“If she searched for a thousand years she would not find another rabbit as wonderful as you, Oliver.”
“Oh dear, I really should get back to work now. Stacks of papers to sign and drawings to approve, you know.”
“I understand. We’ll stop in again before we leave for the Timere Forest. Bartholomew says it’s the most beautiful place he has ever seen. It sounds lovely.”
“Yes, quite lovely indeed. Especially now that the giant ants are gone.” He was still chuckling after Clara had left.
Glancing back to make certain the door was closed, Oliver set Madame Beffy’s letter down in front of him. He ran his paw gently across the envelope, the memories of his last visit to Madame Beffy’s Pastry Shop flooding back to him, his senses filled again with the delicious aromas of éclairs and lilac and freshly baked cinnamon rolls.
He picked up Madame Beffy’s letter, studying it closely. At this very moment in time, the content of her letter was a cloud of infinite possibility. The letter could say whatever he wished it to say. Madame Beffy could confess that Oliver was her heart’s fondest desire. She could also say he was simply a cherished friend or a valued customer of the pastry shop. Once he opened and read the letter, this luxury of imagination would come to an abrupt end. The cloud of infinite possibility would be distilled down to a single focused reality, becoming a new truth in his world, a turned page in the story of his life. He leaned the envelope up against his table lamp with a sigh.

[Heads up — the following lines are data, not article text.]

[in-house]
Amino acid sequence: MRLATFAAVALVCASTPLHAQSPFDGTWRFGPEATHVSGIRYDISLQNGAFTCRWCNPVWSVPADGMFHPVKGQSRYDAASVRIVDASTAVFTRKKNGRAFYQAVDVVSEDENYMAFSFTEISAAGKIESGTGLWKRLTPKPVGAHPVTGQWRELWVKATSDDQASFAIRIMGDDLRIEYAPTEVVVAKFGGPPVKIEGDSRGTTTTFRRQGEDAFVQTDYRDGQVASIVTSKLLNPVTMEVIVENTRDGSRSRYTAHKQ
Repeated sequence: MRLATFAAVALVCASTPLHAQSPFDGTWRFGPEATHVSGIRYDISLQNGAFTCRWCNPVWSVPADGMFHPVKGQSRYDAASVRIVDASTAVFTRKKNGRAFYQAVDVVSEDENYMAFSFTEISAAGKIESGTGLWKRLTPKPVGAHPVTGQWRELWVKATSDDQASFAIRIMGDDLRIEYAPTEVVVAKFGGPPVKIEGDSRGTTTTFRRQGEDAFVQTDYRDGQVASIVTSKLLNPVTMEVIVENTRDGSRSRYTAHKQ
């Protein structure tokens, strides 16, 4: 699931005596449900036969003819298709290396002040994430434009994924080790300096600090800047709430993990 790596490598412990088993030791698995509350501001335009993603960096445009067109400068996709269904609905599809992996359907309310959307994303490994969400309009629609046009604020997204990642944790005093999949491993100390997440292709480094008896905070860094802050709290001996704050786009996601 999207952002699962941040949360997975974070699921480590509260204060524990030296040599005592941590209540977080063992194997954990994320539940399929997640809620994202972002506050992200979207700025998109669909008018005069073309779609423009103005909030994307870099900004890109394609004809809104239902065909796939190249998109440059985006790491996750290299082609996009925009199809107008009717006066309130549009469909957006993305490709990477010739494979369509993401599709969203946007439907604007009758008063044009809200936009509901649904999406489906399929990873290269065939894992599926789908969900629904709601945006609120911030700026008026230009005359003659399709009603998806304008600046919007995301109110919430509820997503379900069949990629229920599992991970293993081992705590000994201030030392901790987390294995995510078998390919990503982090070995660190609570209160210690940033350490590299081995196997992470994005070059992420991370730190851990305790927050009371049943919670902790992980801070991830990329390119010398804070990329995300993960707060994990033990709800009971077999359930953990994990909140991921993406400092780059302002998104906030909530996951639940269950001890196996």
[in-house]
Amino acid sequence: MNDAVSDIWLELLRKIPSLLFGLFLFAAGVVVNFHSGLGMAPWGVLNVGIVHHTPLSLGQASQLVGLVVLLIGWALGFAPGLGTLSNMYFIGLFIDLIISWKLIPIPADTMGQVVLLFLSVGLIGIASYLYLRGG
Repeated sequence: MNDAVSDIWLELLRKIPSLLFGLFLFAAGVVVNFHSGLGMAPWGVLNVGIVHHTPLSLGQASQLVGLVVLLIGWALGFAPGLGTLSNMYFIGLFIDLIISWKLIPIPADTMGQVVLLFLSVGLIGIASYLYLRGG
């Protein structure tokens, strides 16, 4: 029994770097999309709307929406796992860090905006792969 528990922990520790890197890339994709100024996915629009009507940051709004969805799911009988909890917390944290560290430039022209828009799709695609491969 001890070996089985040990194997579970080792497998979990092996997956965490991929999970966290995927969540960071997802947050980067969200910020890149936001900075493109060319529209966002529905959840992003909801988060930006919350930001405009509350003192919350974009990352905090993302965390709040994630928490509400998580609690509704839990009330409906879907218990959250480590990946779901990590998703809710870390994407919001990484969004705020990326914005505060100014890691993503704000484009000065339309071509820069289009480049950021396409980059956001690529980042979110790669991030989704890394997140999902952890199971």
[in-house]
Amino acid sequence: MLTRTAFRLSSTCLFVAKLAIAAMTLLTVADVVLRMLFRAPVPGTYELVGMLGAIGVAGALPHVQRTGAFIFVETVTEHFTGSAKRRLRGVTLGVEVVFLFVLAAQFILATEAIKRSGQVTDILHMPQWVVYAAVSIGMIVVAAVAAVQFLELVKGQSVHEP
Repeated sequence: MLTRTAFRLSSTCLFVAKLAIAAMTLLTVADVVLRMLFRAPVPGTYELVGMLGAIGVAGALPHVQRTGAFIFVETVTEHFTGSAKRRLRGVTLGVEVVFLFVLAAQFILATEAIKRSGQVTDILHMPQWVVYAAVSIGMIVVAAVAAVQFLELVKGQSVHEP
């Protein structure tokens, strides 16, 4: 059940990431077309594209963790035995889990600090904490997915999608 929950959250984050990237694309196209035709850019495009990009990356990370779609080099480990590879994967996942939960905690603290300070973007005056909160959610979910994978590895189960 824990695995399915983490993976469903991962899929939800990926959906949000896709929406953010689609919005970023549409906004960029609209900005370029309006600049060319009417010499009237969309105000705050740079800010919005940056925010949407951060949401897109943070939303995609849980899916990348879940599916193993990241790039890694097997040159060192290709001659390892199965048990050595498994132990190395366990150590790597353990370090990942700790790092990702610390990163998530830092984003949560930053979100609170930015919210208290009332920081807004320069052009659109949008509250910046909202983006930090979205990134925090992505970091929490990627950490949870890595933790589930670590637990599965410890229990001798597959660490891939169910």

“Tomorrow. I’ll open it tomorrow.”